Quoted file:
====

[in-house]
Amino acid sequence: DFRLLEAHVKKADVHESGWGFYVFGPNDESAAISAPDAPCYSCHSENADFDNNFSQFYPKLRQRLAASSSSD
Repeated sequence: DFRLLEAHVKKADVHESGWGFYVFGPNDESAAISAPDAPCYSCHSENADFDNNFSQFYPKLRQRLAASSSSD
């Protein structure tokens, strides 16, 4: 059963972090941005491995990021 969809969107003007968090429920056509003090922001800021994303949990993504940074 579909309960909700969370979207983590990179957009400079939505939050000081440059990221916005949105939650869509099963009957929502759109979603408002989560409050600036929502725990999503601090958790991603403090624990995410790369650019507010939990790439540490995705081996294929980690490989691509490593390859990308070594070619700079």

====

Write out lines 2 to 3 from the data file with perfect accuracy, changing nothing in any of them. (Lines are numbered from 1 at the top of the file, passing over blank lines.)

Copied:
Amino acid sequence: DFRLLEAHVKKADVHESGWGFYVFGPNDESAAISAPDAPCYSCHSENADFDNNFSQFYPKLRQRLAASSSSD
Repeated sequence: DFRLLEAHVKKADVHESGWGFYVFGPNDESAAISAPDAPCYSCHSENADFDNNFSQFYPKLRQRLAASSSSD